Underlining that the security partnership between United States and India is “incredibly” important, President Donald Trump, after his first face-to-face with Prime Minister Narendra Modi, said the two countries, struck by the “evils of terrorism”, are “both determined to destroy terrorist organisations and the radical ideology that drives them. We will destroy radical Islamic terrorism”.
And in a clear and direct reference to Pakistan-sponsored cross-border terrorism, the joint Indo-US statement said the leaders “called on Pakistan to ensure that its territory is not used to launch terrorist attacks on other countries”. They said Pakistan must expeditiously bring to justice the perpetrators of the 26/11 Mumbai strikes, the Pathankot airbase attack and other “cross-border terrorist attacks perpetrated by Pakistan-based groups”.
Stepping into the warm afternoon sun at the White House Rose Garden after their meeting Monday, Trump said he was looking forward to work with Modi. It was then that a sudden gust of wind sent some pages of the Prime Minister’s prepared text flying. There was a brief moment of panic among Indian officials. National Security Advisor Ajit Doval and Reenat Sandhu, Deputy Chief of Mission, sprang from their seats to retrieve the pages from the lawns and hand it back to Modi. After all, they knew the importance of those pages.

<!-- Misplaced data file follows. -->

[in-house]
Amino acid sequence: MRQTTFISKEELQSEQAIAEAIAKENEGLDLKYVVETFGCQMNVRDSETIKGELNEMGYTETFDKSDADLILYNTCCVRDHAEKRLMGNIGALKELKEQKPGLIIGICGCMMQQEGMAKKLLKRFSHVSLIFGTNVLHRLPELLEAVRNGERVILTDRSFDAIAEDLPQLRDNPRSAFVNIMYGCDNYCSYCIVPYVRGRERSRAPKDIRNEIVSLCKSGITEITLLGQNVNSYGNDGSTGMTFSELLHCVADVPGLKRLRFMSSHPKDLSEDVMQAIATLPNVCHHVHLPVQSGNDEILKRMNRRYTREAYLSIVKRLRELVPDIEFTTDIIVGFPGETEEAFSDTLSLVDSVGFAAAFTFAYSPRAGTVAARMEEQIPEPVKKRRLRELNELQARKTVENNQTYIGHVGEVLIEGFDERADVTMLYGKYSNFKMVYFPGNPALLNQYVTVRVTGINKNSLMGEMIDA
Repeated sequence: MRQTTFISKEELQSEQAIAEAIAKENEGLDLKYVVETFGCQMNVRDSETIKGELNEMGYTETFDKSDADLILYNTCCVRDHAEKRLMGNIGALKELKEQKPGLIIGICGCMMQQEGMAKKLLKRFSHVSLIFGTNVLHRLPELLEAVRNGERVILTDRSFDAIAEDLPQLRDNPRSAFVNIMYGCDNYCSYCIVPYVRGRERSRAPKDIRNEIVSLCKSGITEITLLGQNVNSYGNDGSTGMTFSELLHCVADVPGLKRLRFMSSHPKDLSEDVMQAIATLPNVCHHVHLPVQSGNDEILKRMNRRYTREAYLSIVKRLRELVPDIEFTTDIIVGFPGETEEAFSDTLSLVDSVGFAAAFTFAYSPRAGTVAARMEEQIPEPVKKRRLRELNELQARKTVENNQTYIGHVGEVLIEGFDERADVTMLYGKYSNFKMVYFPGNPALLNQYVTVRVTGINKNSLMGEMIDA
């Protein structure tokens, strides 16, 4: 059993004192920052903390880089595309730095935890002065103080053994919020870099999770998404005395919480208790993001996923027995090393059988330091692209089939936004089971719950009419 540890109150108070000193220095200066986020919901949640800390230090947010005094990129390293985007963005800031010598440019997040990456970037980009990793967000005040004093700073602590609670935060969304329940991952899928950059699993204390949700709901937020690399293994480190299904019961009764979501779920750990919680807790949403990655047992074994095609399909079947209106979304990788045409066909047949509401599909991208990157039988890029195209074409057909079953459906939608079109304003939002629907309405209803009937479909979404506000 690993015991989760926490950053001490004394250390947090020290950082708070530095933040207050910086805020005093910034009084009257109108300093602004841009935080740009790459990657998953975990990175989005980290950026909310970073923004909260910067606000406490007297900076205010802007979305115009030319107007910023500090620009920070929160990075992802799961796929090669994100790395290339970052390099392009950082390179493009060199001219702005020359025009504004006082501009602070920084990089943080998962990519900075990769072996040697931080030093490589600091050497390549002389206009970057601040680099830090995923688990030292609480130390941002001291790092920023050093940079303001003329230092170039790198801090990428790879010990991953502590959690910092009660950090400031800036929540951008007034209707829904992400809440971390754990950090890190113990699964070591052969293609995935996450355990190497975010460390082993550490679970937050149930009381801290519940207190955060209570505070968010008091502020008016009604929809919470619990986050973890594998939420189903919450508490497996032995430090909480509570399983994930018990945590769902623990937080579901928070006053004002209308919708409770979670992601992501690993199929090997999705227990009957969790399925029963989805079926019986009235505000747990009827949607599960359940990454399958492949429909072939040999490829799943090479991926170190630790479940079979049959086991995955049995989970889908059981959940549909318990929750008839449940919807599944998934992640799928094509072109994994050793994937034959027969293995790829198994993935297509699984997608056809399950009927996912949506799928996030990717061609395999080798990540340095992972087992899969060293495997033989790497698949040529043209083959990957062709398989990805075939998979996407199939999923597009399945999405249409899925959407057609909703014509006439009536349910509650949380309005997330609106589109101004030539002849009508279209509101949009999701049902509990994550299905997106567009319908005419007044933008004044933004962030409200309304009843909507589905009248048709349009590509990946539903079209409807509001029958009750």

Reading from the text, Modi said their meeting marks a “very important page in the history of the collaboration and cooperation between our two nations”. And he used a new description in the Indo-US discourse — of developing a “mutually beneficial strategic partnership” — different from the previous Obama administration. Modi, who spoke for more than ten minutes, gave importance to counter-terrorism cooperation and said they discussed “terrorism, extremism and radicalisation”, the major challenges facing the world today. “Fighting terrorism and doing away with safe shelters, sanctuaries and safe havens will be an important part of our cooperation,” he said, Trump by his side.
Since these statements were made hours after Hizbul Mujahideen chief Syed Salahuddin had been designated by the US State Department as a global terrorist, the two sides decided to set up a new “consultation mechanism on domestic and international terrorist designations listing proposals” — something which will be useful to work on listings like that of Jaish-e-Mohammad chief Masood Azhar.
“With respect to our common concerns on terrorism, we will also enhance our sharing of intelligence, and exchange information to deepen and expand our policy coordination as far as possible,” Modi said. The meeting of minds on counter-terrorism cooperation became the big takeaway, and was reflected in the three bear hugs between Modi and Trump during their interaction. The entire first family, including wife Melania Trump, daughter Ivanka Trump and son-in-law Jared Kushner, sat through the media statements, along with senior Cabinet members.
Moving ahead, the two leaders also developed a common position on China’s assertiveness, and this time it went beyond South China Sea to the China Pakistan Economic Corridor (CPEC). In a sub-section of the joint statement, “Democratic Stalwarts in the Indo-Pacific Region”, it said that Modi and Trump support bolstering regional economic connectivity through transparent development of infrastructure and the use of responsible debt financing practices, while ensuring “respect for sovereignty and territorial integrity”, “the rule of law”, and the environment — a clear reference to the CPEC.